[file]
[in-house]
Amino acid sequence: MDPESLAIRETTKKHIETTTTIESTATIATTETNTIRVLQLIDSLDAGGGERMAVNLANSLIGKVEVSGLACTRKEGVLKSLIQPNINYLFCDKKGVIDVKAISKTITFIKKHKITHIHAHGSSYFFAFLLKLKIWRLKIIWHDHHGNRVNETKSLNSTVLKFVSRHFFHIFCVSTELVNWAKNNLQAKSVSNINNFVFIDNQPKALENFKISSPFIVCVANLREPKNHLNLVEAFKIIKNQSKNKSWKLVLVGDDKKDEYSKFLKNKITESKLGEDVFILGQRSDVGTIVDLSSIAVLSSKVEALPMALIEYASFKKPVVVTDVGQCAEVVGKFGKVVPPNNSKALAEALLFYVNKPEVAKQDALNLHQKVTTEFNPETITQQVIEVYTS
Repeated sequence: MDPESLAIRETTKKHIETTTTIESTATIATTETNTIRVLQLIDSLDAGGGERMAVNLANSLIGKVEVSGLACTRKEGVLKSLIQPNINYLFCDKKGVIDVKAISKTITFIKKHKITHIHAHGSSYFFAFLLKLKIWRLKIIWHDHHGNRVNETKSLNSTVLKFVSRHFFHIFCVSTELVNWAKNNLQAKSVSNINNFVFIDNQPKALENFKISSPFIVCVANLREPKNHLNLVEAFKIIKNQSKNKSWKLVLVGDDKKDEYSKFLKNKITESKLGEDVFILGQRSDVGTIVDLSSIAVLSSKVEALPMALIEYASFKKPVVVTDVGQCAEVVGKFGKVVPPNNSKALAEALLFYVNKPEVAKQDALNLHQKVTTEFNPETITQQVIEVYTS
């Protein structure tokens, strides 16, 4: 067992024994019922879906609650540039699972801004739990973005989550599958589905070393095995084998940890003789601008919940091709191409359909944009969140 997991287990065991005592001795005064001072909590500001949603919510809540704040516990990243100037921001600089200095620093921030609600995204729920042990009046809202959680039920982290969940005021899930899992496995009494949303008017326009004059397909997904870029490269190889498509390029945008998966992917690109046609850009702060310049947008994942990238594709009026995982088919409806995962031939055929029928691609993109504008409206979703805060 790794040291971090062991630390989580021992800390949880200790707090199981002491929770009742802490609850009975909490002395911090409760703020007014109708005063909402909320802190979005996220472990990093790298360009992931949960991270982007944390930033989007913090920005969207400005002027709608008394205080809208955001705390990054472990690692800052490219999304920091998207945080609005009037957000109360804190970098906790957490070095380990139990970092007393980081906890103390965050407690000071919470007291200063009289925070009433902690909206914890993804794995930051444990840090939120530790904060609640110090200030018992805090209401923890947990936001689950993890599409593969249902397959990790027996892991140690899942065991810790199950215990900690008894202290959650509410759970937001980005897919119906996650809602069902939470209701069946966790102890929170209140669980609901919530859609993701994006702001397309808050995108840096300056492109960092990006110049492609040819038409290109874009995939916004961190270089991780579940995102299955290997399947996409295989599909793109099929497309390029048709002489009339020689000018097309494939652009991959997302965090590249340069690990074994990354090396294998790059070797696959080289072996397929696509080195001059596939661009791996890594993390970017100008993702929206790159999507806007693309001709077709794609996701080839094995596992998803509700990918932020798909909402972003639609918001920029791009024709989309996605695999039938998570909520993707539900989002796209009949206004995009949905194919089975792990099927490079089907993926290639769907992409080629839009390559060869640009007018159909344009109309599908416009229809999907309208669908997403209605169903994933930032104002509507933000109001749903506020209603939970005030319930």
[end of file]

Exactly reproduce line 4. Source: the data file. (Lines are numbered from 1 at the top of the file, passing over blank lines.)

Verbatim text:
């Protein structure tokens, strides 16, 4: 067992024994019922879906609650540039699972801004739990973005989550599958589905070393095995084998940890003789601008919940091709191409359909944009969140 997991287990065991005592001795005064001072909590500001949603919510809540704040516990990243100037921001600089200095620093921030609600995204729920042990009046809202959680039920982290969940005021899930899992496995009494949303008017326009004059397909997904870029490269190889498509390029945008998966992917690109046609850009702060310049947008994942990238594709009026995982088919409806995962031939055929029928691609993109504008409206979703805060 790794040291971090062991630390989580021992800390949880200790707090199981002491929770009742802490609850009975909490002395911090409760703020007014109708005063909402909320802190979005996220472990990093790298360009992931949960991270982007944390930033989007913090920005969207400005002027709608008394205080809208955001705390990054472990690692800052490219999304920091998207945080609005009037957000109360804190970098906790957490070095380990139990970092007393980081906890103390965050407690000071919470007291200063009289925070009433902690909206914890993804794995930051444990840090939120530790904060609640110090200030018992805090209401923890947990936001689950993890599409593969249902397959990790027996892991140690899942065991810790199950215990900690008894202290959650509410759970937001980005897919119906996650809602069902939470209701069946966790102890929170209140669980609901919530859609993701994006702001397309808050995108840096300056492109960092990006110049492609040819038409290109874009995939916004961190270089991780579940995102299955290997399947996409295989599909793109099929497309390029048709002489009339020689000018097309494939652009991959997302965090590249340069690990074994990354090396294998790059070797696959080289072996397929696509080195001059596939661009791996890594993390970017100008993702929206790159999507806007693309001709077709794609996701080839094995596992998803509700990918932020798909909402972003639609918001920029791009024709989309996605695999039938998570909520993707539900989002796209009949206004995009949905194919089975792990099927490079089907993926290639769907992409080629839009390559060869640009007018159909344009109309599908416009229809999907309208669908997403209605169903994933930032104002509507933000109001749903506020209603939970005030319930």